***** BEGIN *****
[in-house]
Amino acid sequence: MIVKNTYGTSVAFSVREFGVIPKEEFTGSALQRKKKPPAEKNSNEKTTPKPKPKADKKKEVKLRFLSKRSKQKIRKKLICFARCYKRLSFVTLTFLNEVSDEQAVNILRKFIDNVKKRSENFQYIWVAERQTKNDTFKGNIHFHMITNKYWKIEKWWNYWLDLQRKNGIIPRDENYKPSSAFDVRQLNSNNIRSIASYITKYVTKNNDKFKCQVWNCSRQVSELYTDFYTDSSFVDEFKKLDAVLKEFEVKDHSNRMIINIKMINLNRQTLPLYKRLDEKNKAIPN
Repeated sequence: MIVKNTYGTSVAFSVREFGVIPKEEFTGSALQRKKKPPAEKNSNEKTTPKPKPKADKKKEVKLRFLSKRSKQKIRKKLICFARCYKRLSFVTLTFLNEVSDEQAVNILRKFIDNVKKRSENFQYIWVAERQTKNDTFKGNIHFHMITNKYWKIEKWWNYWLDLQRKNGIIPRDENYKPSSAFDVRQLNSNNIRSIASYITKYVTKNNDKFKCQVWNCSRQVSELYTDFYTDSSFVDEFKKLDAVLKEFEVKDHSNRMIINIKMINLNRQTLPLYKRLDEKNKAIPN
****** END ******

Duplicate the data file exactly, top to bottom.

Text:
[in-house]
Amino acid sequence: MIVKNTYGTSVAFSVREFGVIPKEEFTGSALQRKKKPPAEKNSNEKTTPKPKPKADKKKEVKLRFLSKRSKQKIRKKLICFARCYKRLSFVTLTFLNEVSDEQAVNILRKFIDNVKKRSENFQYIWVAERQTKNDTFKGNIHFHMITNKYWKIEKWWNYWLDLQRKNGIIPRDENYKPSSAFDVRQLNSNNIRSIASYITKYVTKNNDKFKCQVWNCSRQVSELYTDFYTDSSFVDEFKKLDAVLKEFEVKDHSNRMIINIKMINLNRQTLPLYKRLDEKNKAIPN
Repeated sequence: MIVKNTYGTSVAFSVREFGVIPKEEFTGSALQRKKKPPAEKNSNEKTTPKPKPKADKKKEVKLRFLSKRSKQKIRKKLICFARCYKRLSFVTLTFLNEVSDEQAVNILRKFIDNVKKRSENFQYIWVAERQTKNDTFKGNIHFHMITNKYWKIEKWWNYWLDLQRKNGIIPRDENYKPSSAFDVRQLNSNNIRSIASYITKYVTKNNDKFKCQVWNCSRQVSELYTDFYTDSSFVDEFKKLDAVLKEFEVKDHSNRMIINIKMINLNRQTLPLYKRLDEKNKAIPN